It Might Get Loud
directed by Davis Guggenheim
(Sony, 2009)

"On January 23, 2008, three musicians came together to discuss the electric guitar." One sentence of on-screen text quickly provides the premise of this music documentary. But what follows in the next 100 minutes is hardly that simple. This video is a lesson in rock history, a primer in advanced guitarmanship and an amazing trip down a musical memory lane. It also offers pure entertainment for a wide audience of music lovers. Even if you don't know a Gibson from a Gretsch, you will find yourself enthralled by the mesmerizing moments of this film.

At first glance, it may seem as though the "three musicians" comprise the oddest of assortments. Jimmy Page (The Yardbirds/Led Zeppelin), The Edge (U2) and Jack White (White Stripes/Raconteurs) are not regularly mentioned in the same breath. Yet all three are ranked among the Top 25 "Greatest Guitarists of All Time," according to a list recently compiled by Rolling Stone. The men come from different places (London, Dublin and Detroit) and are known for their distinctive styles.

These men also span a full generation of rockers. Jimmy Page (b. 1944) is the obvious elder trendsetter. (What beginning guitar player doesn't want to learn "Stairway to Heaven"?) The Edge (b. 1961) is a master of technological manipulations of sound without a lot of visual fanfare. And Jack White (b. 1975) is a nonconformist to the nth degree: a dark punk/garage band player who attacks the strings and to a certain extent disguises his own tremendous amount of musical talent and knowledge. Yes, each one is quite unique in his approach to his craft. But the three are connected to each other by that same 6-stringed instrument that many of the rest of us have picked up on an occasion or two. We watch, hoping to find ourselves in their experiences.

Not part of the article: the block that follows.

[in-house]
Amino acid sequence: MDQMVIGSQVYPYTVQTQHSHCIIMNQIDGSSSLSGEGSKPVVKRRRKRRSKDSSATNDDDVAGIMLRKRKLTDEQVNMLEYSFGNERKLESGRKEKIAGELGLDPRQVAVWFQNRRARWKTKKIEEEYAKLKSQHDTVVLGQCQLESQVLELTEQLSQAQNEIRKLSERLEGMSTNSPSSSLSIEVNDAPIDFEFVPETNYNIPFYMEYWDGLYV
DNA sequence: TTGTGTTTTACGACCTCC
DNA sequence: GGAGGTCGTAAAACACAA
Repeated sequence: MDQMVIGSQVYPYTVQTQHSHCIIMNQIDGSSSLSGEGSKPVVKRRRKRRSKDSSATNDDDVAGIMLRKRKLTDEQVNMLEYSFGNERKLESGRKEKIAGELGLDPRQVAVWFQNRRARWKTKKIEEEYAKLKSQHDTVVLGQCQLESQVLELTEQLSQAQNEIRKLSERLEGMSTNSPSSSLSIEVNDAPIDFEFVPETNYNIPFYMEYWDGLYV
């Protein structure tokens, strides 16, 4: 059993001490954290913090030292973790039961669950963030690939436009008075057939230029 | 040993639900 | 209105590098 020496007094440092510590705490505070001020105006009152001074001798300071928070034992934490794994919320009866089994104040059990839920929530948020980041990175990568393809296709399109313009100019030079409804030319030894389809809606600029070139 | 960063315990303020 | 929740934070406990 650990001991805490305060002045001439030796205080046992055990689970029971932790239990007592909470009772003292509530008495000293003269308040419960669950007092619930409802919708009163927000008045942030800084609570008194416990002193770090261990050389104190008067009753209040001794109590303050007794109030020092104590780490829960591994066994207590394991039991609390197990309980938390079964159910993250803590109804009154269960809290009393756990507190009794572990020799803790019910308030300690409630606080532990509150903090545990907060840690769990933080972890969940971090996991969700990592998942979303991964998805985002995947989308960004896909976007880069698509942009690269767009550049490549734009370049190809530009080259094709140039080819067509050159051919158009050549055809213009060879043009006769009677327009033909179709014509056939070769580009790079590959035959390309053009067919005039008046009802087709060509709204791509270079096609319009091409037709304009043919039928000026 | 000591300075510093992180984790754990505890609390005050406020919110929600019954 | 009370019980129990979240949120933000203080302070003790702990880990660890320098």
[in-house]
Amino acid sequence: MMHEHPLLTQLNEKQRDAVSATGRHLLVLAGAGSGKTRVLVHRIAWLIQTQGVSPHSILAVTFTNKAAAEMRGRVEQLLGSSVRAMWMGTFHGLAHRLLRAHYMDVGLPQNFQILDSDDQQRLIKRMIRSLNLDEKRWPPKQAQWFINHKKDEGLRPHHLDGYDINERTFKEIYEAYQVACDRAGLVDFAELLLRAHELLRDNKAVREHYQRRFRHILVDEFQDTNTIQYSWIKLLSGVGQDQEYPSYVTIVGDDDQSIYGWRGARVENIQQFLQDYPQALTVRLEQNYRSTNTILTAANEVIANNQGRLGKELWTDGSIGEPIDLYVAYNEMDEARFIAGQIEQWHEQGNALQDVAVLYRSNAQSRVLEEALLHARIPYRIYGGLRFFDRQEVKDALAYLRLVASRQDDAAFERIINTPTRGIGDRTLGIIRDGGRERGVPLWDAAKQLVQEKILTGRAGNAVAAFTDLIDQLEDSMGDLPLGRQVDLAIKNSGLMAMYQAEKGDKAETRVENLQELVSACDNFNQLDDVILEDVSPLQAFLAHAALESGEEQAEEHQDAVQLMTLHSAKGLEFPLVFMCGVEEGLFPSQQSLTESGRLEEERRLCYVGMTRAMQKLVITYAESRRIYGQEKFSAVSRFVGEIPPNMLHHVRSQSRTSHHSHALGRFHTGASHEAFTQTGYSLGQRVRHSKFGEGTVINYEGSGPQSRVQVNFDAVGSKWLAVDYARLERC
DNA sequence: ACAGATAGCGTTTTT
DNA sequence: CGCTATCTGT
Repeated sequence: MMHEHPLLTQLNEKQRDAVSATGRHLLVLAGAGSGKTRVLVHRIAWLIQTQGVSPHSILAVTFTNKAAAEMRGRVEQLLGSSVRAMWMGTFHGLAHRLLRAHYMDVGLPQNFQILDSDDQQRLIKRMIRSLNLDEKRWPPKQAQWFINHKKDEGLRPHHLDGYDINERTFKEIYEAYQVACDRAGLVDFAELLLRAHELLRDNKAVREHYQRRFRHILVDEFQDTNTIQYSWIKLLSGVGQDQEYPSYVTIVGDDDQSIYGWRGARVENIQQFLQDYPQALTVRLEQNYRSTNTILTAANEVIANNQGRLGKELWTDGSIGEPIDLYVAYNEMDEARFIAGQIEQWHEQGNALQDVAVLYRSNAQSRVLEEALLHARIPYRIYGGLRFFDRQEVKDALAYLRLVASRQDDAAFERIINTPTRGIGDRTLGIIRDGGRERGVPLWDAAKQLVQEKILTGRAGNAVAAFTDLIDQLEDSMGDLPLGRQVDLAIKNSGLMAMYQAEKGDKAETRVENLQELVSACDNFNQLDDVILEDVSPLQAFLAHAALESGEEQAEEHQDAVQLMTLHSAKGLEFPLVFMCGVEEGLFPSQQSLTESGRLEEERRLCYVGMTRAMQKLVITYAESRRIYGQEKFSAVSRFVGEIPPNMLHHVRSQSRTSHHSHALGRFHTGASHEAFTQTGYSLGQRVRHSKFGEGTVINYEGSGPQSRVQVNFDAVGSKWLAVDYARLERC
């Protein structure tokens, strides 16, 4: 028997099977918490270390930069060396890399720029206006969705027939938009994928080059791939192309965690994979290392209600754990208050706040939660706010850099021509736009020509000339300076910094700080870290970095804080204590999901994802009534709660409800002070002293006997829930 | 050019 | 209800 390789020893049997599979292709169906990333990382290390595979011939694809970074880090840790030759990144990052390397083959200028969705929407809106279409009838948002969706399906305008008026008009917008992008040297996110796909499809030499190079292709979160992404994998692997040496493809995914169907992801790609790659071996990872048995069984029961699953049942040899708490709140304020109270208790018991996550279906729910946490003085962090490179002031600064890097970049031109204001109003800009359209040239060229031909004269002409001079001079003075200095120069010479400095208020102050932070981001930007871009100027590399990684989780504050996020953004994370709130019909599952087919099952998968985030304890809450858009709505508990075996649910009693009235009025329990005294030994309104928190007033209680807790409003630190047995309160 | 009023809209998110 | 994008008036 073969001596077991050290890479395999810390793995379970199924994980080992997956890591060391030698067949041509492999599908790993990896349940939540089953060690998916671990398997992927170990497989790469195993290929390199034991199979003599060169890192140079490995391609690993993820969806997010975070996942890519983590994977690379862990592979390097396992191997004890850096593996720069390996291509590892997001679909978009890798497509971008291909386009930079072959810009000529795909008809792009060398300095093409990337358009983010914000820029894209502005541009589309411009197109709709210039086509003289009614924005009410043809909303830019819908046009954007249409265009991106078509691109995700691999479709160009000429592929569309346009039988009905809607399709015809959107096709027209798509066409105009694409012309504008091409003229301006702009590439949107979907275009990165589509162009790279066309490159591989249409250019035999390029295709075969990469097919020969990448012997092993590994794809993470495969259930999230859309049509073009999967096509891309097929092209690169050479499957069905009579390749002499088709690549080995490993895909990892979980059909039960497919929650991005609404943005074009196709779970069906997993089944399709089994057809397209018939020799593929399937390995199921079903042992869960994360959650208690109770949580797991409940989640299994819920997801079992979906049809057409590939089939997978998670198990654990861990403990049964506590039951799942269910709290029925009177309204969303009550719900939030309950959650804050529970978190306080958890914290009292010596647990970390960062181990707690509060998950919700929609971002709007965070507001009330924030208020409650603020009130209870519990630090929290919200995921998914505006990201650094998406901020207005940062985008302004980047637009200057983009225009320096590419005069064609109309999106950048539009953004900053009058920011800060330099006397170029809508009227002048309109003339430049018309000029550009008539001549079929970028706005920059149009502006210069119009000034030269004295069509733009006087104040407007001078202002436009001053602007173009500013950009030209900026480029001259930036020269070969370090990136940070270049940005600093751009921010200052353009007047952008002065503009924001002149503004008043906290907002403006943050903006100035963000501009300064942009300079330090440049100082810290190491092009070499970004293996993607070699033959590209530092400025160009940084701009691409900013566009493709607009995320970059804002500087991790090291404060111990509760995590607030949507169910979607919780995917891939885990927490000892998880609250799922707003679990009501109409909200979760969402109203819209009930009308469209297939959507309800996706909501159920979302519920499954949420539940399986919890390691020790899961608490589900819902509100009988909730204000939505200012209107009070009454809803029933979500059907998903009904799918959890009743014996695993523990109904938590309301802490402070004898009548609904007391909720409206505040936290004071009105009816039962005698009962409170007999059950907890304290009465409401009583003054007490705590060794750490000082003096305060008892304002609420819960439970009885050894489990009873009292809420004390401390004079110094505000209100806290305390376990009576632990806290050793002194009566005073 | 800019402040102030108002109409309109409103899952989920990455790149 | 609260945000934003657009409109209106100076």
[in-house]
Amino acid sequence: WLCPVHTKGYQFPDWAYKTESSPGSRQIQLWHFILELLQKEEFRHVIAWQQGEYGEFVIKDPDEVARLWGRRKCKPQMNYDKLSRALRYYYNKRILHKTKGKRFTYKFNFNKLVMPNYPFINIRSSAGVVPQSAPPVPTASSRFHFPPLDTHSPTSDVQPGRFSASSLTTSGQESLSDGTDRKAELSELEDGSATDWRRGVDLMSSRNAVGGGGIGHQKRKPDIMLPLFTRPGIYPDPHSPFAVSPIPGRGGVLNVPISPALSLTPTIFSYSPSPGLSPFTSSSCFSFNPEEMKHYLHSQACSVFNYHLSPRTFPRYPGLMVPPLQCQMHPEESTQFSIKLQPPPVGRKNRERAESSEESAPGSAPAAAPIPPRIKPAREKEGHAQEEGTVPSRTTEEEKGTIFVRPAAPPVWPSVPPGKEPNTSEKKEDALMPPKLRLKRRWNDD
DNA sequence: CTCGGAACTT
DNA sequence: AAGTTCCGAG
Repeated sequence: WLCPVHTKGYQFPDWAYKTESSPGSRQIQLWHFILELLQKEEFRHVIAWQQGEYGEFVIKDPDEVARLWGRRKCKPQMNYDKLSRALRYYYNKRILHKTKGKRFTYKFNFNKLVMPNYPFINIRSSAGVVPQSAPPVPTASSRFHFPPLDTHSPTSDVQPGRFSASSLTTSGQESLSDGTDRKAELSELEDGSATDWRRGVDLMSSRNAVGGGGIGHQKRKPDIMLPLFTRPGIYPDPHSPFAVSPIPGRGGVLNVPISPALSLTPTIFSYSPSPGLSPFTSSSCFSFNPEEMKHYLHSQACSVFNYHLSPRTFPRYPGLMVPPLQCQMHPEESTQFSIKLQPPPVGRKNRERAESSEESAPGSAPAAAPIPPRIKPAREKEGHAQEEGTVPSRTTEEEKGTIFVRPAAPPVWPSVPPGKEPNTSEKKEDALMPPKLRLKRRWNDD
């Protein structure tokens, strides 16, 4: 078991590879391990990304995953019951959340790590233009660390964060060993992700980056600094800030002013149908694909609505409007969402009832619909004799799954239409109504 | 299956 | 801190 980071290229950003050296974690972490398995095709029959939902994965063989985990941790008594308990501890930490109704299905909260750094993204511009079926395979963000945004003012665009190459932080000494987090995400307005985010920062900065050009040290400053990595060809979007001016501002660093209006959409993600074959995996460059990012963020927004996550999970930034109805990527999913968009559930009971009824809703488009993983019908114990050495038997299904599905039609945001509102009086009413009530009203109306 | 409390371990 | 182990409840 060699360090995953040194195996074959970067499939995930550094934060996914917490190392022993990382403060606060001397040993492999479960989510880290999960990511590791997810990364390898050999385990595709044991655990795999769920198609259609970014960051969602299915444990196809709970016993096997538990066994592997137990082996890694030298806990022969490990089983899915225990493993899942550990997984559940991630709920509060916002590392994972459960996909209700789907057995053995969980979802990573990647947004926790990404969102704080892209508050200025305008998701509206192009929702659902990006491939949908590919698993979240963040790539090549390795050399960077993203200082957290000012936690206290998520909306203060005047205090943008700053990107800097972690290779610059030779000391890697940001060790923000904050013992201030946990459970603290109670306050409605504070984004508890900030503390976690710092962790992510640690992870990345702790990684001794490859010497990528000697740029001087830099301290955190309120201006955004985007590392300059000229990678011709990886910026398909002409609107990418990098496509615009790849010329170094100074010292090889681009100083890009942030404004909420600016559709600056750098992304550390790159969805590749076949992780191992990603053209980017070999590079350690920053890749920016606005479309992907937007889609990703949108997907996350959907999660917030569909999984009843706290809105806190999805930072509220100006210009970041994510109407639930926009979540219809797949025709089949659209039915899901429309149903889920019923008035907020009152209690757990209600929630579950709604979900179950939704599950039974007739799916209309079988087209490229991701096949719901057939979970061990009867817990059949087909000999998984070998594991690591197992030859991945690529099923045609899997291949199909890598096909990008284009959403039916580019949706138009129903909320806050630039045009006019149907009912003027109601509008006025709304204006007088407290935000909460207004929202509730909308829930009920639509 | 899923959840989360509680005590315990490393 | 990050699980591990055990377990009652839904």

Archival footage and audio interviews provide background info on the three individual musical journeys. The stories are told by the men themselves. There are no dirt-dishing bandmates or girlfriends; and no reviewers or analysts to offer interpretations for us. We learn firsthand about their influences and about their first guitar encounters. And each man has a chance to examine his past. Page returns to Headley Grange, the mansion where Led Zeppelin's fourth album was recorded. The Edge visits Mount Temple School, which he attended with all of the other founding members of U2. White transcends time by leading around a 9-year-old version of himself: a boy he is continually teaching and passing along tips that he has learned in the intervening years.

The three also share with us selections from their favorite inspirational records. You remember records, don't you? Those good old 6- and 12-inch black vinyl discs that we used to buy in record stores? Here we see those artifacts still being listened to and still being valued. Through them, we are led to the roots of the various forms of rock music. We can literally understand where each one of these guitar players is coming from.